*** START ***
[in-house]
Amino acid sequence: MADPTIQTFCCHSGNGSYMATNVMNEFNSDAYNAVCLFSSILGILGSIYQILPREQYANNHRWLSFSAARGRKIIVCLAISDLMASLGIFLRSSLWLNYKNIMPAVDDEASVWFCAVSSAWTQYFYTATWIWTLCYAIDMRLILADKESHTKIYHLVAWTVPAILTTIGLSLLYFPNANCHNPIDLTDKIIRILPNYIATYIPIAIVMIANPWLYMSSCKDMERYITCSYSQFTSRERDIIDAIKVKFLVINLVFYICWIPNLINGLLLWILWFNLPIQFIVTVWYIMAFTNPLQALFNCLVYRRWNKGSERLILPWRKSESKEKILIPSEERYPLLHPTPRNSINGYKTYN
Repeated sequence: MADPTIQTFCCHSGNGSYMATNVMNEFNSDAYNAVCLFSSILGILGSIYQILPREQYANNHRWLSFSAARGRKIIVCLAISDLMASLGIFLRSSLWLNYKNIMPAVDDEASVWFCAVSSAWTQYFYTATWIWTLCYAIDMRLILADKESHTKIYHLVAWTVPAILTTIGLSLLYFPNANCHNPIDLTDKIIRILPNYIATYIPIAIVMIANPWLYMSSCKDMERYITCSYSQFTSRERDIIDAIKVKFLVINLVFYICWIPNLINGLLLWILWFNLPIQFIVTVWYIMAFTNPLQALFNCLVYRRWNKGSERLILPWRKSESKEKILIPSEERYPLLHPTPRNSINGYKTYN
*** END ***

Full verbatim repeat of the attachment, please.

[in-house]
Amino acid sequence: MADPTIQTFCCHSGNGSYMATNVMNEFNSDAYNAVCLFSSILGILGSIYQILPREQYANNHRWLSFSAARGRKIIVCLAISDLMASLGIFLRSSLWLNYKNIMPAVDDEASVWFCAVSSAWTQYFYTATWIWTLCYAIDMRLILADKESHTKIYHLVAWTVPAILTTIGLSLLYFPNANCHNPIDLTDKIIRILPNYIATYIPIAIVMIANPWLYMSSCKDMERYITCSYSQFTSRERDIIDAIKVKFLVINLVFYICWIPNLINGLLLWILWFNLPIQFIVTVWYIMAFTNPLQALFNCLVYRRWNKGSERLILPWRKSESKEKILIPSEERYPLLHPTPRNSINGYKTYN
Repeated sequence: MADPTIQTFCCHSGNGSYMATNVMNEFNSDAYNAVCLFSSILGILGSIYQILPREQYANNHRWLSFSAARGRKIIVCLAISDLMASLGIFLRSSLWLNYKNIMPAVDDEASVWFCAVSSAWTQYFYTATWIWTLCYAIDMRLILADKESHTKIYHLVAWTVPAILTTIGLSLLYFPNANCHNPIDLTDKIIRILPNYIATYIPIAIVMIANPWLYMSSCKDMERYITCSYSQFTSRERDIIDAIKVKFLVINLVFYICWIPNLINGLLLWILWFNLPIQFIVTVWYIMAFTNPLQALFNCLVYRRWNKGSERLILPWRKSESKEKILIPSEERYPLLHPTPRNSINGYKTYN